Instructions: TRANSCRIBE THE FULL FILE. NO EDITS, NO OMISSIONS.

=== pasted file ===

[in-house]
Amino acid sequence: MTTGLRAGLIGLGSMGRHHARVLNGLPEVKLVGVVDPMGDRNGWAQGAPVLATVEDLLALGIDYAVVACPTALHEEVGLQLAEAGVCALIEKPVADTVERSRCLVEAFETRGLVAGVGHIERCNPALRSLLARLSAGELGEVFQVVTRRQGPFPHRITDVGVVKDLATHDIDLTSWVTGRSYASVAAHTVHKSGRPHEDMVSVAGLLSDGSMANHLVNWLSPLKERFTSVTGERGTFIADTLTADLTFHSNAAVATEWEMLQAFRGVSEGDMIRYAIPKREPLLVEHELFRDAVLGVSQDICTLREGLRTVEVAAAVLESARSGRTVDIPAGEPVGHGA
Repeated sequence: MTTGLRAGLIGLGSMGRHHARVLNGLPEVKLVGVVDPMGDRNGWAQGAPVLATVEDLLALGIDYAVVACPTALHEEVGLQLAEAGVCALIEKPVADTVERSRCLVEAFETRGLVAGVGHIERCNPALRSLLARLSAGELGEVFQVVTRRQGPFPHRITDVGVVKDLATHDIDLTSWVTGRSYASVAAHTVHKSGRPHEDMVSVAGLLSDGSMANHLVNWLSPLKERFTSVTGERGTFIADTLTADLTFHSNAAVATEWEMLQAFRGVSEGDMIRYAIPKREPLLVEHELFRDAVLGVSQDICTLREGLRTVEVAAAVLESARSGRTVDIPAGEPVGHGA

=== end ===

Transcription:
[in-house]
Amino acid sequence: MTTGLRAGLIGLGSMGRHHARVLNGLPEVKLVGVVDPMGDRNGWAQGAPVLATVEDLLALGIDYAVVACPTALHEEVGLQLAEAGVCALIEKPVADTVERSRCLVEAFETRGLVAGVGHIERCNPALRSLLARLSAGELGEVFQVVTRRQGPFPHRITDVGVVKDLATHDIDLTSWVTGRSYASVAAHTVHKSGRPHEDMVSVAGLLSDGSMANHLVNWLSPLKERFTSVTGERGTFIADTLTADLTFHSNAAVATEWEMLQAFRGVSEGDMIRYAIPKREPLLVEHELFRDAVLGVSQDICTLREGLRTVEVAAAVLESARSGRTVDIPAGEPVGHGA
Repeated sequence: MTTGLRAGLIGLGSMGRHHARVLNGLPEVKLVGVVDPMGDRNGWAQGAPVLATVEDLLALGIDYAVVACPTALHEEVGLQLAEAGVCALIEKPVADTVERSRCLVEAFETRGLVAGVGHIERCNPALRSLLARLSAGELGEVFQVVTRRQGPFPHRITDVGVVKDLATHDIDLTSWVTGRSYASVAAHTVHKSGRPHEDMVSVAGLLSDGSMANHLVNWLSPLKERFTSVTGERGTFIADTLTADLTFHSNAAVATEWEMLQAFRGVSEGDMIRYAIPKREPLLVEHELFRDAVLGVSQDICTLREGLRTVEVAAAVLESARSGRTVDIPAGEPVGHGA